In the words of the author: The main idea of this book is that perceiving is a way of acting. Perception is not something that happens to us, or in us. It is something we do.
Think of a blind person tap-tapping his or her way around a cluttered space, perceiving that space by touch, not all at once, but through time, by skillful probing and movement. This is, or at least ought to be, our paradigm of what perceiving is….As perceivers we are masters of this sort of pattern of sensorimotor dependence. This mastery shows itself in the thoughtless automaticity with which we move our eyes, head and body in taking in what is around us.
Noe’s model emphasizes the brain’s dependence on the environment and body which he calls “the enactive approach”. Perceiving is a kind of skillful bodily activity…Perception is not a process in the brain, but a kind of skillful activity on the part of the animal as a whole. It follows from this model, that undeveloped sensorimotor skills impair perception. Perceptual experience is dependent on sensorimotor knowledge. Normal vision depends not only on movement of the body relative to the environment, but on self-actuated movement. This is why vision therapy is not successful when it attempts to isolate and treat a single facet of vision, ignoring the interdependence of visual skills, the associated body, and the person. Although he never uses the terminology of sensory integration, as a philosopher, he has developed this understanding of how we function as an organism. How things are experienced visually depends on more than merely optical processes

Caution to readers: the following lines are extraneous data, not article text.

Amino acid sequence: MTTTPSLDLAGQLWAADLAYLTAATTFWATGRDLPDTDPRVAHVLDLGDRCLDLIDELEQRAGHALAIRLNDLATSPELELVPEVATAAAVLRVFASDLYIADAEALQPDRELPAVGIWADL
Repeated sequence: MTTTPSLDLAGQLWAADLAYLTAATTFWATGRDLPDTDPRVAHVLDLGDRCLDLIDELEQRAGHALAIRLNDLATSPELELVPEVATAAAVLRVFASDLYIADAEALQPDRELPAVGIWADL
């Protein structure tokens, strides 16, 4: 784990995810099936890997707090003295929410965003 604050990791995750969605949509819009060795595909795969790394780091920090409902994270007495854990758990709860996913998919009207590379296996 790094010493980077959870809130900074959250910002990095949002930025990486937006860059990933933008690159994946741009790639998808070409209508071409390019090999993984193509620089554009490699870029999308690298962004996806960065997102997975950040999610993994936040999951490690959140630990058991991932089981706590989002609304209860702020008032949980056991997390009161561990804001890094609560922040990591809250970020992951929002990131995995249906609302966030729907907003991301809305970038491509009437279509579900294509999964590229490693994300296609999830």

We move our eyes approximately four times a second when reading and even faster when investigating our surroundings. We are usually unaware of this sensorimotor act. When we view a scene or a face, we may think that our eyes are still, but they are moving to construct our perception. Our brains create the illusion that all we see is clear simultaneously, but the perception is a construction dependent on a sequence of rapid and accurate eye movements. Noe’s states:Vision is active; it is an active exploration of the world.
This matches the research of vision scientists John M. Findlay and Iain D. Gilchrist who state that the regular sampling of the environment with eye movements is the normal process of visual attention. Our fascination with the brain and its complexity and skill has caused a tendency for the “lower level skills” such as sensorimotor proficiencies and oculomotor skills to be disregarded, but research is demonstrating how subtle ocular motor deficits can have profound effects.
Noe recognizes James J. Gibson with the following quote. “We are told that vision depends on the eye, which is connected to the brain. I shall suggest that natural vision depends on the eyes in the head on a body supported by the ground, the brain being only the central organ of a complete visual system.”
Alva Noe was a 2012 presenter at the College Of Vision Developement Annual Meeting in Fort Worth Texas.